Being a blogger can mean a lot of things. It can mean sharing your thoughts and ideas in a longer form than simple social media updates will allow, relaying important information surrounding current events, giving tips and advice for a variety of subjects of which you have some useful experience and/or understanding, and virtually anything you else you can imagine connecting with the term. For me, being a blogger means relaying pertinent information on a variety of subjects.
At its root, what separates a blog from any number of sites out there including major media publications and small personal websites is the blogging platform itself. Simply put: a blog is a platform on which content is delivered. It’s the backbone that supports a dynamic front end site. That said, the only thing that differentiates a news-focused blogger with a reporter working for a major media outlet is the company that funds his/her efforts.
So, what resources can help take your blog to the next level? How can you create content that competes with multi-million dollar media conglomerates? Well, the value is in the writing, but there are plenty of great free resources out there that can make it easier for you to create interesting and eye-catching content on the fly.
Here are five great resources for bloggers.
Once you have your blog up and running, you’re going to want to make sure that you have the most accurate and useful information about your audience as possible. After all, knowing your audience is the best way to determine what draws them to your site. This information can be absolutely key to planning the future of your site, setting up complementary advertisement sales, and ultimately determining what works.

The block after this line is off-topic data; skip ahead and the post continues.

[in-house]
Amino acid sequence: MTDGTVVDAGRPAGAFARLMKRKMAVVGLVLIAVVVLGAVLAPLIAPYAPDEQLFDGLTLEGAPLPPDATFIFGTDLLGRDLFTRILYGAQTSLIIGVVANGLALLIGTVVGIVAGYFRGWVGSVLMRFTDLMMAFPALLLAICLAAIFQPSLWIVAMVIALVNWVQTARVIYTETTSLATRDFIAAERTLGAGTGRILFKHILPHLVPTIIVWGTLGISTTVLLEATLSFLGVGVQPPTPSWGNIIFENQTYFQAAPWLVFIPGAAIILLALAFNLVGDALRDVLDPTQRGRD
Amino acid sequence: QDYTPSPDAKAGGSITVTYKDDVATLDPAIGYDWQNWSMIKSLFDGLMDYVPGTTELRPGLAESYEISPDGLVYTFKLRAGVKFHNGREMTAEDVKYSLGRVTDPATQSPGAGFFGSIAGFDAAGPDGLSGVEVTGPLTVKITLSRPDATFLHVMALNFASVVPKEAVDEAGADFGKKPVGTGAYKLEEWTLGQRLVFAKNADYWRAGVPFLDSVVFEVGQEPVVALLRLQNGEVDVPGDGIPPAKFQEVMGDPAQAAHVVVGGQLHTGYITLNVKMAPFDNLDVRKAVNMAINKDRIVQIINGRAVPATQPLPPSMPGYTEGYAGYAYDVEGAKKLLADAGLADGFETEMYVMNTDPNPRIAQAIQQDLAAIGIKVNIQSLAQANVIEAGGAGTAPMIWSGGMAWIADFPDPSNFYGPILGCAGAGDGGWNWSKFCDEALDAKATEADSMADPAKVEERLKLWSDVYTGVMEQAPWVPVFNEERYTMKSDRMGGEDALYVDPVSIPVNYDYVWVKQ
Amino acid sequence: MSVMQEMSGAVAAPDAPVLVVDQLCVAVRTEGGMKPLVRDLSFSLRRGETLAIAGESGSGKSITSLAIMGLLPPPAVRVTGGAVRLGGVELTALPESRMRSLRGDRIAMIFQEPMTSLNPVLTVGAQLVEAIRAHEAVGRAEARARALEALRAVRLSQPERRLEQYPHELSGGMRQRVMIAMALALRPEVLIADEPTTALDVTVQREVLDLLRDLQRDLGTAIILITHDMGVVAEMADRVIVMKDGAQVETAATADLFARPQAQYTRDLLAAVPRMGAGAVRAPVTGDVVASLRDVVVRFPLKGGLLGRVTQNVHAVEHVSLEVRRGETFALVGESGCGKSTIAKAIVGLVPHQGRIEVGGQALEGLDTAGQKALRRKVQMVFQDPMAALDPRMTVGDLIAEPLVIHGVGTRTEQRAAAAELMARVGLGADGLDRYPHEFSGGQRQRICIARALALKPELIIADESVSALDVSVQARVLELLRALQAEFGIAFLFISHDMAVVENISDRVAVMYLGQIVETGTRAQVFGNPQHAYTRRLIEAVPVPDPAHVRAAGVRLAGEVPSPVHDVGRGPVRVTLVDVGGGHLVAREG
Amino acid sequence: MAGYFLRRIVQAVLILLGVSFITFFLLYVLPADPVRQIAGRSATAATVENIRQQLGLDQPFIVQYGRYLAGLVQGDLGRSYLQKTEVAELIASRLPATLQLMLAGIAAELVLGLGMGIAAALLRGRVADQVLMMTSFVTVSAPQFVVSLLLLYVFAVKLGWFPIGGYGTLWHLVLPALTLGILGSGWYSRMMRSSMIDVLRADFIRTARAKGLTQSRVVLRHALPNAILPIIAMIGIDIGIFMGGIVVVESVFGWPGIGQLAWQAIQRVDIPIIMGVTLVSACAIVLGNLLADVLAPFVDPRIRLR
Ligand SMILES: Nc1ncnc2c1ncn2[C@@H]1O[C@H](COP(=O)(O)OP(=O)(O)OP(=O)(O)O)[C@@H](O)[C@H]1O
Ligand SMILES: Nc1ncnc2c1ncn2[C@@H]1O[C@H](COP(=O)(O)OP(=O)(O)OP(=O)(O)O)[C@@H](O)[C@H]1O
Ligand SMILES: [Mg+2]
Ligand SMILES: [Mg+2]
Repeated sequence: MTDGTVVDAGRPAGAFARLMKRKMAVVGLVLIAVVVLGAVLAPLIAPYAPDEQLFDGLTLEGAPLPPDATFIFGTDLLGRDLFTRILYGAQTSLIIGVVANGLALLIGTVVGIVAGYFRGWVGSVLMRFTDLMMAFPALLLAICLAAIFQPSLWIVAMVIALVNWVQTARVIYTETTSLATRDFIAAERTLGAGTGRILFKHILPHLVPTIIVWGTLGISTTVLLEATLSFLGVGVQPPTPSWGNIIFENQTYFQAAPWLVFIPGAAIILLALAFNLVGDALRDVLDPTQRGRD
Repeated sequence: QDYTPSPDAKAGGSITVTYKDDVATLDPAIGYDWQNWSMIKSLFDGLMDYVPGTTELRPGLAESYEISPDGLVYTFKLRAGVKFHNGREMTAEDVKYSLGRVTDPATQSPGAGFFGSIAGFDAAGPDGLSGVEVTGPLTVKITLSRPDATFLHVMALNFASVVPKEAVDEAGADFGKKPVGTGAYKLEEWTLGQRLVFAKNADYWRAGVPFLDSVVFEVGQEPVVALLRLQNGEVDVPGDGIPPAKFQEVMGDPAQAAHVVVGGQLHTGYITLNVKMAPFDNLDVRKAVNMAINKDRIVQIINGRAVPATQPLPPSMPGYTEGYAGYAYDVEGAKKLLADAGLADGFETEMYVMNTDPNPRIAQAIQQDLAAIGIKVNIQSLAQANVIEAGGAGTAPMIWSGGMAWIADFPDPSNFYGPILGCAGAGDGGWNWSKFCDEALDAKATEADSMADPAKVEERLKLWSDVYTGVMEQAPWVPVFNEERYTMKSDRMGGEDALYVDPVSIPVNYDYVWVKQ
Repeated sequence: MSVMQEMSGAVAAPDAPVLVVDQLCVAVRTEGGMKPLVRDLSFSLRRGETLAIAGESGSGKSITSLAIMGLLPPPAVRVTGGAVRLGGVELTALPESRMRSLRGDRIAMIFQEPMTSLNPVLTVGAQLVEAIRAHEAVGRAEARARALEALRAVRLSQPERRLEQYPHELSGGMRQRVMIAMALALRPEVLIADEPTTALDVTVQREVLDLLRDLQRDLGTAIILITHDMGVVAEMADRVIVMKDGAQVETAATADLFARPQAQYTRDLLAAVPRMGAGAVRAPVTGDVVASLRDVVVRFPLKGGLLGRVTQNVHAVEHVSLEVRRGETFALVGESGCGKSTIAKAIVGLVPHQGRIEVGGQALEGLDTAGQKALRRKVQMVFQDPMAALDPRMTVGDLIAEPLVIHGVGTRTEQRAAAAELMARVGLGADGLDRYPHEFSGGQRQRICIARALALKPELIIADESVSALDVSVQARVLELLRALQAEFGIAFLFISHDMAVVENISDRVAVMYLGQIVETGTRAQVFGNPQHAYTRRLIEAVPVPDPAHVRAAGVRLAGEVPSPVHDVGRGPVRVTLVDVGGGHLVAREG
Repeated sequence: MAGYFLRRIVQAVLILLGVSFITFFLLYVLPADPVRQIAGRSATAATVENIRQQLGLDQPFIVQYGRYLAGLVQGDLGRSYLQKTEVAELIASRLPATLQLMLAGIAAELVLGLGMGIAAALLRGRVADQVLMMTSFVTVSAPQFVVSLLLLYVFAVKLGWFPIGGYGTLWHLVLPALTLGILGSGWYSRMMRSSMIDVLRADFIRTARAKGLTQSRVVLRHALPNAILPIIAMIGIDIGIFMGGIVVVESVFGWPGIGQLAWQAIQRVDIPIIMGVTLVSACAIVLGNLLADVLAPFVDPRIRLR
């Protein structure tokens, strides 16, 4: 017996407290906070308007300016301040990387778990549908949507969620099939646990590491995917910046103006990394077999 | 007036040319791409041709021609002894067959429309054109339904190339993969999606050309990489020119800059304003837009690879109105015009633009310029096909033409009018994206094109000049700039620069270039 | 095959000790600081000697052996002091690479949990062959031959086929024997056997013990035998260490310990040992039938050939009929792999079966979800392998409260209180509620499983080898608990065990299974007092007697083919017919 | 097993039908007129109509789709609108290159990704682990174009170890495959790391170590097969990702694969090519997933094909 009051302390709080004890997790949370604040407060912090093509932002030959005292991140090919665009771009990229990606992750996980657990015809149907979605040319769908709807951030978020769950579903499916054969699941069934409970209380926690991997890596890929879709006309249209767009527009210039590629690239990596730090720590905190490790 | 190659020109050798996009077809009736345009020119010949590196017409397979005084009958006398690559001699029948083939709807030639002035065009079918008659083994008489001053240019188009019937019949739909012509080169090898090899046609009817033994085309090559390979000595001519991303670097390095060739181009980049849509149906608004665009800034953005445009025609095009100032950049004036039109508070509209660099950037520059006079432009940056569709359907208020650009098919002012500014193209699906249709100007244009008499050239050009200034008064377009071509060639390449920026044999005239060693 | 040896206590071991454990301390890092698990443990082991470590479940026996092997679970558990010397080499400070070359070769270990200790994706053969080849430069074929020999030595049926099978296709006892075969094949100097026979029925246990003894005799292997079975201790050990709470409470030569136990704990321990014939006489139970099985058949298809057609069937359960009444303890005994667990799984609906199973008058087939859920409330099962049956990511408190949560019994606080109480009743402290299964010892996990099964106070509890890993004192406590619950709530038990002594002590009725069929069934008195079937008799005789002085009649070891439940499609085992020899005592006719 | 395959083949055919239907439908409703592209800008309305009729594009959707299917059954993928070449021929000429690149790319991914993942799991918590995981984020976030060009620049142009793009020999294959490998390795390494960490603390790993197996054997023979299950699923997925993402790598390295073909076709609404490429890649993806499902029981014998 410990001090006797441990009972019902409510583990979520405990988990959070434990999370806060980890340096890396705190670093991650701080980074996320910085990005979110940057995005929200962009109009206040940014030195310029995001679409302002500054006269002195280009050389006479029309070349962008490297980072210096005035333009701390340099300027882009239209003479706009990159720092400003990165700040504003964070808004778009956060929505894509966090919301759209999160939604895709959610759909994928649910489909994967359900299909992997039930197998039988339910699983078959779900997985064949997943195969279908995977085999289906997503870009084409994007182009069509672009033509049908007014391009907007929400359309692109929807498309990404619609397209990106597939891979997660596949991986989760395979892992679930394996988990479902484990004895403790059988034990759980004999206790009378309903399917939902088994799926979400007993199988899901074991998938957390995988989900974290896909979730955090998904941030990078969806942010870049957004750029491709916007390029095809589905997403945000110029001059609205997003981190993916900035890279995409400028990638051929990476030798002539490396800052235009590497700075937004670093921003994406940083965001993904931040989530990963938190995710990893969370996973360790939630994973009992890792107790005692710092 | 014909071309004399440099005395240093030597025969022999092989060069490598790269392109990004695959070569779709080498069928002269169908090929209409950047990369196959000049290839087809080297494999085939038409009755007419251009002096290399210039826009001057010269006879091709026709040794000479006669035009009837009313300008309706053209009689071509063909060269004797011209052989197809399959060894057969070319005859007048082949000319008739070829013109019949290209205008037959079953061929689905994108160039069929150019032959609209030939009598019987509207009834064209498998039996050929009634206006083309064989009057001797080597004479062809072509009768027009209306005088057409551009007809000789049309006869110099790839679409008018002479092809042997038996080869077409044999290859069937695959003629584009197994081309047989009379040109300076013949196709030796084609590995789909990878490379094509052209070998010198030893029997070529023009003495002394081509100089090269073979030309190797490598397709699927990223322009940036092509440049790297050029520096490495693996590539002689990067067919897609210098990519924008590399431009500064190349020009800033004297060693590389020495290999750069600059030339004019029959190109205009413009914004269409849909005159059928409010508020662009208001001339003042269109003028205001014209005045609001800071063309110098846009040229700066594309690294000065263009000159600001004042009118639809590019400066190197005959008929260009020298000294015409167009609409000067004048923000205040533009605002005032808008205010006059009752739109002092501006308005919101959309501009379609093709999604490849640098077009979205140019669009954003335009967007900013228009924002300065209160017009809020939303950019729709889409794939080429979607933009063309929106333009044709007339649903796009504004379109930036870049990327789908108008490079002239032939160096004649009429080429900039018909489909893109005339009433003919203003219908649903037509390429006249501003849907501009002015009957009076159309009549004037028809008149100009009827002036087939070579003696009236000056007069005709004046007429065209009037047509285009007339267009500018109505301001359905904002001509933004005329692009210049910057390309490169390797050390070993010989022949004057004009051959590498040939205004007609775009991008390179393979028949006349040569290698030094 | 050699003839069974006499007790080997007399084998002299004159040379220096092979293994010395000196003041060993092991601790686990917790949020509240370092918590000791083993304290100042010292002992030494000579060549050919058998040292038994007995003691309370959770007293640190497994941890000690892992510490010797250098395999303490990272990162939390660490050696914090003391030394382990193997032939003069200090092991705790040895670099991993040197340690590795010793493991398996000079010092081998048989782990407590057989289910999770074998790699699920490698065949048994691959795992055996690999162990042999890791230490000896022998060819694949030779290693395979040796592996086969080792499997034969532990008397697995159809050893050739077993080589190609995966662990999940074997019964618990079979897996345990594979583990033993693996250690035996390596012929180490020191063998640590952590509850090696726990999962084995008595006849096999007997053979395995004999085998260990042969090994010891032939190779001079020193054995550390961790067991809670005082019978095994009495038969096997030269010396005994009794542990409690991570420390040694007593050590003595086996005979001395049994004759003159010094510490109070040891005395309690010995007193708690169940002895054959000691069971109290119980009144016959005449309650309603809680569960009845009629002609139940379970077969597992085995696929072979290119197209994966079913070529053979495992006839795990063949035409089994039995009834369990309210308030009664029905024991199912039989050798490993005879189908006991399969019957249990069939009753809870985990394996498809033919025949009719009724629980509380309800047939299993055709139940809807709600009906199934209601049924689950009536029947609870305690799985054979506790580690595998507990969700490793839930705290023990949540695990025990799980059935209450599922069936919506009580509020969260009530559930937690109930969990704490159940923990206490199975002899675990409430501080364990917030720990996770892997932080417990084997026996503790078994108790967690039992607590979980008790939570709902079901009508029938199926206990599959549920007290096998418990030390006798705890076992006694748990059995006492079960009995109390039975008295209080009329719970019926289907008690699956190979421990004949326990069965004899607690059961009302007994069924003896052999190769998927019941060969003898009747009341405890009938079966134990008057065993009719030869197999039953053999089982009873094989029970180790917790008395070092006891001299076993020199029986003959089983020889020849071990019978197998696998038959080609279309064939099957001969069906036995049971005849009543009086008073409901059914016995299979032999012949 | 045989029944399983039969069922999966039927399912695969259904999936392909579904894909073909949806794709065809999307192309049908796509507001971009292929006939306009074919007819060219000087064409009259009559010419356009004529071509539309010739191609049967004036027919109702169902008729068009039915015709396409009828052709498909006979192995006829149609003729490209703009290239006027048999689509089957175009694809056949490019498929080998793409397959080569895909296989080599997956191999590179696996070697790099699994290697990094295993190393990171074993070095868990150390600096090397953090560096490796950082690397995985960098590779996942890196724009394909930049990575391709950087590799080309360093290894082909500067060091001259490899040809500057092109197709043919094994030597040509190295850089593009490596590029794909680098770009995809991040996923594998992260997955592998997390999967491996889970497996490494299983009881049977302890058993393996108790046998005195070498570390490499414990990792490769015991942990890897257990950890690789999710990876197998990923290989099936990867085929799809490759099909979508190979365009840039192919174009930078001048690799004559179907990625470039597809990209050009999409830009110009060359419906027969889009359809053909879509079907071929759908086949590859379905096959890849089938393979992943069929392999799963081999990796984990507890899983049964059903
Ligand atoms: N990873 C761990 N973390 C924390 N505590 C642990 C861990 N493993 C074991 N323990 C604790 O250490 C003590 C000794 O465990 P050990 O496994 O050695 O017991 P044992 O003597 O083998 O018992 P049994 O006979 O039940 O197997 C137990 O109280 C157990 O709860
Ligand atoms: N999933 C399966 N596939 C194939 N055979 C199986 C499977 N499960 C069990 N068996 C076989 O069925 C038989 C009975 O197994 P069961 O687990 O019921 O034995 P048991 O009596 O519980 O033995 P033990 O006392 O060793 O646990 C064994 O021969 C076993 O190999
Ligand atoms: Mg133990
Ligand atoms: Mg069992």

Google Analytics breaks down your site’s traffic in a remarkably detailed fashion. Not only can you see where your visitors are originating from geographically, but you can also find out what search terms they use to reach your site, how long they stay connected on average, and which specific pages are experiencing the most traffic. In addition, you can also see what isn’t working. This is a great way to weigh whether or not a specific type of article resonates with your audience.
This may be the broadest resource at a blogger’s disposal. Don’t think of social media as little more than a soap box for you to stand on and shout about your latest post. The real power of social media can be found in seeking out and connecting industry leaders and experts in order to grab an authoritative quote for your writing. Simply spewing out a brain dump about the latest version of Android is fine, but the value of your writing is in what sets it apart from the millions of other Android users out there. Think about what makes your post different from every other article out there, and come up with a few questions that you’d like to have answered for your audience.
Reaching out to industry leaders is easier than it sounds. Send an email to the address listed on their contact page, tweet to them with your question, connect with them on Facebook and send them a message, or reach out through a variety of other social networks and attempt to establish a positive contact with that individual.
Doing this not only adds to the credibility of your writing, but can result in back links from said industry leaders. There’s nothing better than having a respected expert in a given field sharing your article on the subject with their followers.
Are you stuck on a post, and need some help beefing up an otherwise thin piece? Poll your audience on the subject and include their response to your article. This will not only create a more interesting post, but encourage those followers to keep sharing and engaging with you and your content.